From the Publisher
Praise for Stonewall Hinkleman!
“Stonewall’s wry first-person narrative will appeal to readers from the start: if his resentful rant against his parents doesn’t draw laughs, his amusing spin on hallowed family history surely will. . . . This engaging novel offers a fresh approach to Civil War fiction.”—Booklist
“Stonewall is a likable character whose attitude changes for the better in the story. . . . A good choice for historical fiction fans.—School Library Journal
“Combining imaginary and real people and places is successful and gives readers detailed insight.”—Library Media Connection
This engaging novel offers a fresh approach to Civil War fiction.
Children's Literature - Carol Ann Lloyd-Stanger
Stonewall Hinkelman (yes, that is his real name) finds himself once again at a Civil War reenactment event. He is not happy about it. His parents are Civil War buffs, but Stonewall does not share their enthusiasm for the war or for their Civil War relative, Cyrus Hinkelman, whose glory consists of being shot in the butt. Just when Stonewall thinks it cannot get any worse, he finds himself transported back into the Civil War and face to face with Cyrus himself. Stonewall realizes that he has not really learned as much as he could have during all those reenactments, and he is left to struggle to figure out what to do when his unit comes under attack. In addition to battling the Yankees, Stonewall must contend with Mr. Dupree, another visitor from the present, who has come back to change the course of history. Can Stonewall figure out a way to stop him and preserve the Union? A great narrative voice that maintains its edge but becomes less sarcastic when the stakes rise. Highly readable and entertaining. Reviewer: Carol Ann Lloyd-Stanger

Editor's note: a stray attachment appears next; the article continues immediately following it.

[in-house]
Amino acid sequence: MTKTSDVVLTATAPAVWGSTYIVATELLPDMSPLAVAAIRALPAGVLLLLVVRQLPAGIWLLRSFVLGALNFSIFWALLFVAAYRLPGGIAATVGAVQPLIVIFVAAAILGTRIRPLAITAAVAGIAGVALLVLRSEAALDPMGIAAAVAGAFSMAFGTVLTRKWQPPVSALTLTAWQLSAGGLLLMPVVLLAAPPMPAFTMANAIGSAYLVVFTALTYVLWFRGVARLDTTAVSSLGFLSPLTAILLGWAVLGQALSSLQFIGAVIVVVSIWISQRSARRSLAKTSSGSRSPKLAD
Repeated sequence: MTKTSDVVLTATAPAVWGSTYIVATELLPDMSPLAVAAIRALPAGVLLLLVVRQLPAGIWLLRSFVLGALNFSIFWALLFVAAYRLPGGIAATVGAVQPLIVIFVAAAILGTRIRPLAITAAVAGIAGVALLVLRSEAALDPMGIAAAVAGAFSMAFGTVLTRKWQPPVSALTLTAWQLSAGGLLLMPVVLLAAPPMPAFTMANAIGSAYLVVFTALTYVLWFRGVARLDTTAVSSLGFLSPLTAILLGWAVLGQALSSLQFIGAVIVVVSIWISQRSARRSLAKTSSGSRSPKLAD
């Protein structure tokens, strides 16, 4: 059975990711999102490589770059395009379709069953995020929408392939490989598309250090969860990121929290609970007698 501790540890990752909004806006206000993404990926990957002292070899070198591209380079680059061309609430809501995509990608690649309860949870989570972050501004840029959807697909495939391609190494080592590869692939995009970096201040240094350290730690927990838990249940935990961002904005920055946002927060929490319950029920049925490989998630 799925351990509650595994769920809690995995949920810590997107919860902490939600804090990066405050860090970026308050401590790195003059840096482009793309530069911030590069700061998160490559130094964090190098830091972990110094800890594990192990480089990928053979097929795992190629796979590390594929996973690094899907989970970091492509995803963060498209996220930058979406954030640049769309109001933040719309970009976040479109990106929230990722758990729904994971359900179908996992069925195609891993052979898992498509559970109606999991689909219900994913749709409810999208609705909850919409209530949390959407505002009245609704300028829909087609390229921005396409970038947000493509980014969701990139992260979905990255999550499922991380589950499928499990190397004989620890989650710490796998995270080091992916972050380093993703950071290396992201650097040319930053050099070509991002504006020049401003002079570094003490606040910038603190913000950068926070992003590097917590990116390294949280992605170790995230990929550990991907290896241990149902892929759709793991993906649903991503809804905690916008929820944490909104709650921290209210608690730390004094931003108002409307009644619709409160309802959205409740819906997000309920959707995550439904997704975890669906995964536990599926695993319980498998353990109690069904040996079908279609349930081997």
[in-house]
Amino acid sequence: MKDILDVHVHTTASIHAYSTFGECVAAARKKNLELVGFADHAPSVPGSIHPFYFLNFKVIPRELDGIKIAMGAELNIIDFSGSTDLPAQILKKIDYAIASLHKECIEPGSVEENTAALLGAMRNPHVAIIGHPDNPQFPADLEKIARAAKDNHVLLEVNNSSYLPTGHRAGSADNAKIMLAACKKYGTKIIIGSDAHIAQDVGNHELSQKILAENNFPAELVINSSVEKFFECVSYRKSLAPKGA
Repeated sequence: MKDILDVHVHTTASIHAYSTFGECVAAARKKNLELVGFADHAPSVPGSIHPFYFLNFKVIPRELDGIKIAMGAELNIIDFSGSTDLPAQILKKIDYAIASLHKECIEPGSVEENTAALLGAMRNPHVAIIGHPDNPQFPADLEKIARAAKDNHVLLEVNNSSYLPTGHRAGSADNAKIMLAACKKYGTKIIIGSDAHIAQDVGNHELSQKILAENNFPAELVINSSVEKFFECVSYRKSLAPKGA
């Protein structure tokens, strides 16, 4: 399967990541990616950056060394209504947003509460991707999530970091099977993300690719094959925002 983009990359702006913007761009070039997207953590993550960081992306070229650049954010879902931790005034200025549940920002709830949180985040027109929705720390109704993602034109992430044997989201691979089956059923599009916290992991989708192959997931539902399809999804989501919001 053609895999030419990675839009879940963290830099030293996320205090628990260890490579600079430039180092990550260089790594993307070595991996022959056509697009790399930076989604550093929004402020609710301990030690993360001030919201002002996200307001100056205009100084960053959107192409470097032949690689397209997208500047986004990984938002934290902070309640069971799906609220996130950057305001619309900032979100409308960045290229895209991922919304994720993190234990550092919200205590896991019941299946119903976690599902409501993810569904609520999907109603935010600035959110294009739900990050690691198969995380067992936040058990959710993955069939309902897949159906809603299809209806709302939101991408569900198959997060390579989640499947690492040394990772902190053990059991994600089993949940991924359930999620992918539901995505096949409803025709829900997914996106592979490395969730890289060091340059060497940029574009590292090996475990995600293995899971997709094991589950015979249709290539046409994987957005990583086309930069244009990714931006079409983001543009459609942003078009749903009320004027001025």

School Library Journal
In this well-paced time-travel novel, smart-aleck Stonewall Hinkleman is not having fun. Named for "Stonewall" Jackson, the 12-year-old spends his summers being dragged to Civil War reenactments by his enthusiastic reenactor parents. This weekend, it's the First Battle of Bull Run. However, he forgot his bugle-a key prop for a bugle boy. He finds a replacement when he meets "Tom," a curious vendor who gives him an authentic-looking instrument and warns him to be careful during the battle. On his way back to his parents, he hears another reenactor, "Senator" Dupree, ranting about how history should be different. If the South had won the war, modern America would be better off. His daughter, Ashby, and Stonewall are disgusted with Dupree's racist attitude, but move on. The next day, when Stonewall sounds the "Charge," he and Ashby find themselves at the actual battle. There, he meets his ancestor, Cyrus, and discovers that Dupree has also been transported and is attempting to reverse the outcome of the fighting. Stonewall, Cyrus, and Ashby have to stop him to prevent American history from being changed forever. Stonewall is a likable character whose attitude changes for the better in the story. There is one use of the "N" word. A good choice for historical fiction fans.-Lisa Crandall, Capital Area District Library, Holt, MI
Instead of playing his beloved Game Boy, wisecracking Stonewall Hinkleman spends his weekends reluctantly playing bugle boy at the Civil War reenactments to which his lame and geeky parents insist on dragging him. If that wasn't bad enough, he's soon hauled into actual battle by none other than the real Stonewall Jackson, who tricks his young namesake into going back in time to the Battle of Bull Run. Stonewall must follow a South-will-rise-again fanatic named Nathan Bedford Dupree and thwart his plans to change the course of the Civil War so that the South wins. Why doesn't Stonewall Jackson side with Dupree? Because he has come to "understand the extraordinary injustice of slavery," of course. When Stonewall Hinkleman meets his Hinkleman ancestor and gets to know some other soldiers, the sharp lines between right and wrong finally blur a little, but never as much as one would expect in a work that dares to take on this morally tangled premise. A fast-paced, on-the-preachy-side time-travel adventure that could, almost despite itself, spark some fascinating discussions. (Fantasy. 10-14)